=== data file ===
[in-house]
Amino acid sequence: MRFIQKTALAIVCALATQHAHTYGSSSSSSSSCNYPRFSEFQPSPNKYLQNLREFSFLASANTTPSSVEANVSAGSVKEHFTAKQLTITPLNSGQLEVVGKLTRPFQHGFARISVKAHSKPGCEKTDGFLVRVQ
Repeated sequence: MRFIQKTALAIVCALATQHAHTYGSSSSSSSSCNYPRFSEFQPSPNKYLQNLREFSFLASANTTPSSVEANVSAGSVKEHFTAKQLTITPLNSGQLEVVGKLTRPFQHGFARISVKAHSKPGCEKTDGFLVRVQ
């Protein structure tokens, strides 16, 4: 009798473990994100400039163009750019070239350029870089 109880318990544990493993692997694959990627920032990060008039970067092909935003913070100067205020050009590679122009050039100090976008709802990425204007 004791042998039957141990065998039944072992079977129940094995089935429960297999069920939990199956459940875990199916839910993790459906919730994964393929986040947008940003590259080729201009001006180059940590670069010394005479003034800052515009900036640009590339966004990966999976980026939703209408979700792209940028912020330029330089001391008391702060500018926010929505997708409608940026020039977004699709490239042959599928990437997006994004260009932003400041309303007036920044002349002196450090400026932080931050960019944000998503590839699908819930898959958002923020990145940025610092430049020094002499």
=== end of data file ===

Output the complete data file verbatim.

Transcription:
[in-house]
Amino acid sequence: MRFIQKTALAIVCALATQHAHTYGSSSSSSSSCNYPRFSEFQPSPNKYLQNLREFSFLASANTTPSSVEANVSAGSVKEHFTAKQLTITPLNSGQLEVVGKLTRPFQHGFARISVKAHSKPGCEKTDGFLVRVQ
Repeated sequence: MRFIQKTALAIVCALATQHAHTYGSSSSSSSSCNYPRFSEFQPSPNKYLQNLREFSFLASANTTPSSVEANVSAGSVKEHFTAKQLTITPLNSGQLEVVGKLTRPFQHGFARISVKAHSKPGCEKTDGFLVRVQ
């Protein structure tokens, strides 16, 4: 009798473990994100400039163009750019070239350029870089 109880318990544990493993692997694959990627920032990060008039970067092909935003913070100067205020050009590679122009050039100090976008709802990425204007 004791042998039957141990065998039944072992079977129940094995089935429960297999069920939990199956459940875990199916839910993790459906919730994964393929986040947008940003590259080729201009001006180059940590670069010394005479003034800052515009900036640009590339966004990966999976980026939703209408979700792209940028912020330029330089001391008391702060500018926010929505997708409608940026020039977004699709490239042959599928990437997006994004260009932003400041309303007036920044002349002196450090400026932080931050960019944000998503590839699908819930898959958002923020990145940025610092430049020094002499």